Corian is the brand name for a solid surface material. It is most often used as a material for building countertops and bench tops, but it is also used in decor and furniture in other rooms of the home. It was invented in 1967, and since then its popularity has steadily increased, to the point at which it is now being used in the exterior facades of many homes.
Never heard of it? If you're looking for a finishing material that's versatile, durable and elegant, Corian is a great choice. This material is durable, providing a non-porous, homogeneous surface. It consists of approx. 1/3 acrylic polymer, also known as PolyMethyl, and 2/3 alumina trihydrate (ATH), a material derived from bauxite ore. As a completely man-made substance, Corian is available in a palette of almost a hundred colors, making it easy to accommodate into any design scheme.
Learn about this material and how you can use it in your home!
One of its most important features of Corian is its ability to create seamless connections that make surfaces appears smooth and monolithic. In terms of wear and tear, it's almost the ideal material – durable, resistant to high temperature, flexible and elegant. Modern processing technology makes it possible to achieve any shape and colour in a Corian material. Bonding techniques allows you to combine individual elements with no visible joints, making it easy to undergo repairs while maintaining a seamless aesthetic.
Contrary to popular belief, Corian is not self-cleaning. It is easy, however, for homeowners to help retain its original appearance. A damp cloth and a mild cream cleanser or common household degreaser can be used to clean stains on a regular basis.
Like any other countertop material, Corian countertops should be protected from heat damaged caused hot pans by using a hot pad or coaster – although it's somewhat heat-resistant, it's not heat-exempt!
The biggest drawback to Corian is its high price. This is due to a very laborious manufacturing process. However, the luxurious and elegant appeal of this material are certainly worth the price, as evidenced by this stunning kitchen.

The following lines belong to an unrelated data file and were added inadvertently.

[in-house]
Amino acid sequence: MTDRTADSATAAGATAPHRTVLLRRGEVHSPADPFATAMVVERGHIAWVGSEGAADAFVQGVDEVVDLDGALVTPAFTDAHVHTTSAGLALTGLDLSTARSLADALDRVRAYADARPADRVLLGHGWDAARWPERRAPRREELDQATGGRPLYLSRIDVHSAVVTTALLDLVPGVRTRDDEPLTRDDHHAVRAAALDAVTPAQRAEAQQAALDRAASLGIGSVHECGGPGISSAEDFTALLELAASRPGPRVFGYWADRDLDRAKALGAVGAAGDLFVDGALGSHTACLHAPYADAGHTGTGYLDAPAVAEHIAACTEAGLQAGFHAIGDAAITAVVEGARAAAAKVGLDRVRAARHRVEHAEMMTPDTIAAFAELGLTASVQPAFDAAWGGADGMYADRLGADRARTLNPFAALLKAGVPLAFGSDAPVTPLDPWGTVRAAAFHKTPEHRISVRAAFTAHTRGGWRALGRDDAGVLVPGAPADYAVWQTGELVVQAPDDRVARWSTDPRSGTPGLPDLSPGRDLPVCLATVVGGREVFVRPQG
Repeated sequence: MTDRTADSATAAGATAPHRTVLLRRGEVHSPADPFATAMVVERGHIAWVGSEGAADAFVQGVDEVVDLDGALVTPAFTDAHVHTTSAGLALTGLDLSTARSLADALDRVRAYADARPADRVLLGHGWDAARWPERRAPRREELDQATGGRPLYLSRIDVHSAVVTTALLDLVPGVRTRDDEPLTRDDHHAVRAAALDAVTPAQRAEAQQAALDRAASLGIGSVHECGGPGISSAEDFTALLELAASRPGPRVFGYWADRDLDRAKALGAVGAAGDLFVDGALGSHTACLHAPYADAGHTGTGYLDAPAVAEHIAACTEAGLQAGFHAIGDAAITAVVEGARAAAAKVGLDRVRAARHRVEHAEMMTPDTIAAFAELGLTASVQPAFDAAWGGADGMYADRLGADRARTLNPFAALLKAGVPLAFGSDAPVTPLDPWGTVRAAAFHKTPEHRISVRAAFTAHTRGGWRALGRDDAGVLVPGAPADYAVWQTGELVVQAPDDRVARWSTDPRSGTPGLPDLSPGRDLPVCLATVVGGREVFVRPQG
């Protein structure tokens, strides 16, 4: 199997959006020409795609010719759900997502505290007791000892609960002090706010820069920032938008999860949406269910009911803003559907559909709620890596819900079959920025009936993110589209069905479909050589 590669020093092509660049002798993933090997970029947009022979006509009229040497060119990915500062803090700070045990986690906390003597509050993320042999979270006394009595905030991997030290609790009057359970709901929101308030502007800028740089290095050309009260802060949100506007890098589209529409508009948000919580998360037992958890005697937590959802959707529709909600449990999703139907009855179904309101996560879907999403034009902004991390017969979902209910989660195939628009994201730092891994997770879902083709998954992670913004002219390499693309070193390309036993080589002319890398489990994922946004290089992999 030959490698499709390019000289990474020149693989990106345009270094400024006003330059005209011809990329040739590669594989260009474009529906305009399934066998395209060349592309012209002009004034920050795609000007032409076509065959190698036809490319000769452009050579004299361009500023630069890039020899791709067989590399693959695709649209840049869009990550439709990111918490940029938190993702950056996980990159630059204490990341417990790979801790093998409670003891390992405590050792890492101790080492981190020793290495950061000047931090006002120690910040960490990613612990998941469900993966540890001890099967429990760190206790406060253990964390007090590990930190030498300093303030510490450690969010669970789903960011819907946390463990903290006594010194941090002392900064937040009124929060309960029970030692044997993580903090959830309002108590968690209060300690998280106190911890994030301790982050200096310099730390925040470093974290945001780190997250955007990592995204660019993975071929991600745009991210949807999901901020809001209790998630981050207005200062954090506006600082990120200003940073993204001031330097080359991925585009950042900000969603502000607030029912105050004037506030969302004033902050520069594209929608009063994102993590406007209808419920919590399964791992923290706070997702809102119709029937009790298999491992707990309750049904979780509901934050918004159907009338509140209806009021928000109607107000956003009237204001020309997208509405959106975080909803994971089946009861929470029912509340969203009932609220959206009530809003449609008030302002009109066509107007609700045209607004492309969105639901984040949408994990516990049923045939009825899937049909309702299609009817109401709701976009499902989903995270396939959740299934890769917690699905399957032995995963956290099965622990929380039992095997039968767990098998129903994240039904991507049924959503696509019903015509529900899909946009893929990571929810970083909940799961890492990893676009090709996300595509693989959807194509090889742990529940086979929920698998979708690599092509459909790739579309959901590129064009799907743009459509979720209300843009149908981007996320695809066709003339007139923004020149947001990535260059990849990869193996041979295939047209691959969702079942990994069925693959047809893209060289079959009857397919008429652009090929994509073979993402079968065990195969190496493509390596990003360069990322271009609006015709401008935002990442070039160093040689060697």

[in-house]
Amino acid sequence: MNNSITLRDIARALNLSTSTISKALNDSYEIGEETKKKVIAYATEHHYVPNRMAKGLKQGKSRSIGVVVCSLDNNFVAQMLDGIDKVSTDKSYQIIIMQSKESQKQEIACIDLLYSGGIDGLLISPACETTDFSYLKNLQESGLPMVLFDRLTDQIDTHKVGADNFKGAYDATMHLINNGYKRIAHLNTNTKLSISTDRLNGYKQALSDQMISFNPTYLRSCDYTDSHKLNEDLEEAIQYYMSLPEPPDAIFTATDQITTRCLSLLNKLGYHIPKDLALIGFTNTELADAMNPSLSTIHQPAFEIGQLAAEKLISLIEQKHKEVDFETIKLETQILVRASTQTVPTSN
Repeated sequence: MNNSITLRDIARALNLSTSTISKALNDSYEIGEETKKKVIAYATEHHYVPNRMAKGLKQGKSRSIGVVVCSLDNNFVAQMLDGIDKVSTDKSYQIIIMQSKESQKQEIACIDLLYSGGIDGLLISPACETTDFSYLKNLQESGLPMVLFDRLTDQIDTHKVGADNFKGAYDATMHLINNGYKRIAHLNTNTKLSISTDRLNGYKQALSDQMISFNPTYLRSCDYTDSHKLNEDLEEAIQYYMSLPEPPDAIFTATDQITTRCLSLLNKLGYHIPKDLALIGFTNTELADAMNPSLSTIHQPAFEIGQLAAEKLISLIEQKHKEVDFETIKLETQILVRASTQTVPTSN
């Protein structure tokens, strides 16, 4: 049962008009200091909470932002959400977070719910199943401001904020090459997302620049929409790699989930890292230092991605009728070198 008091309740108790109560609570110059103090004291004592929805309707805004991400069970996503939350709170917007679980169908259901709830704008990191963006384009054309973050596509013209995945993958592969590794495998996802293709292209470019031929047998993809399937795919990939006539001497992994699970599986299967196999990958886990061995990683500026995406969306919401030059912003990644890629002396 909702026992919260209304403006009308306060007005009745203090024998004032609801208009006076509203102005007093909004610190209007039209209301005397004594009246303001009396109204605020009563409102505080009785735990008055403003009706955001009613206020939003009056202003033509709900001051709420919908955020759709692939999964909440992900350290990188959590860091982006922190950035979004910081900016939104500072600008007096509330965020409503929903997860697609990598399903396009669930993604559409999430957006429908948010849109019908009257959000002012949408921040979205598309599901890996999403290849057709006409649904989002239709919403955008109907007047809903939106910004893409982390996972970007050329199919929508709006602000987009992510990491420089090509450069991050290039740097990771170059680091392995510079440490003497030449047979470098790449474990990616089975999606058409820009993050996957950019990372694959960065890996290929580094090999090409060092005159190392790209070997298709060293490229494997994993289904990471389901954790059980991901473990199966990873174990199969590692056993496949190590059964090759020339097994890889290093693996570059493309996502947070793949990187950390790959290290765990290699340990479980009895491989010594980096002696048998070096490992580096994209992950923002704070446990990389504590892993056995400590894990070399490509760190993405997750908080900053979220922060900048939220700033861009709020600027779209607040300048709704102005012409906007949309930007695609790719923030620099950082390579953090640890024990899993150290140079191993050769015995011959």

Inspired by this design? View the work of the designers at RI.FRA MOBILI S.R.L. to find a larger collection of chic, minimalist products.
Corian works equally well in bathrooms. It is not cold to the touch, perfect for anyone who dislikes stepping onto a frigid tile floor in the winter. Bathtubs can be made from Corian as well. Its plasticity is very tempting – at 165 ° C it becomes stretchy, malleable for forming even the most complex shapes. It's perfect for those who love fluid, organic, and unusual forms in their bathroom design.
In the kitchen, Corian is used mainly as a work surface. As a non-porous surface, this material does not allow penetration from moisture, dirt, and bacteria. It meets the most stringent sanitary standards, and therefore is very often used in the medical industry (hospital operating rooms, doctors' offices) - and restaurant or industrial kitchens.
Another important advantage of Corian in the kitchen is its long lifespan. Remember, however, that as a flexible materials it is not always very scratch resistant, and can be damaged by high temperatures. A hot pot left too long will leave a mark on a Corian with a glossy finish, but by using a matte Corian finish, the evidence of any damage will not be as obvious.
For more inspiring kitchen designs, see this ideabook: 45 practical cabinets for a clutter-free kitchen
Natural uniformity and malleability makes Corian ideal for creating innovative chairs, tables, bookshelves, cabinets and many other pieces of furniture. Corian is strong enough to be used in the design of frequently-used furniture. Some designers also create stairs and partitions with Corian, and some create world famous designer furniture and custom gadgets. This versatile material offers a blank slate for innovation – the only limit is your imagination.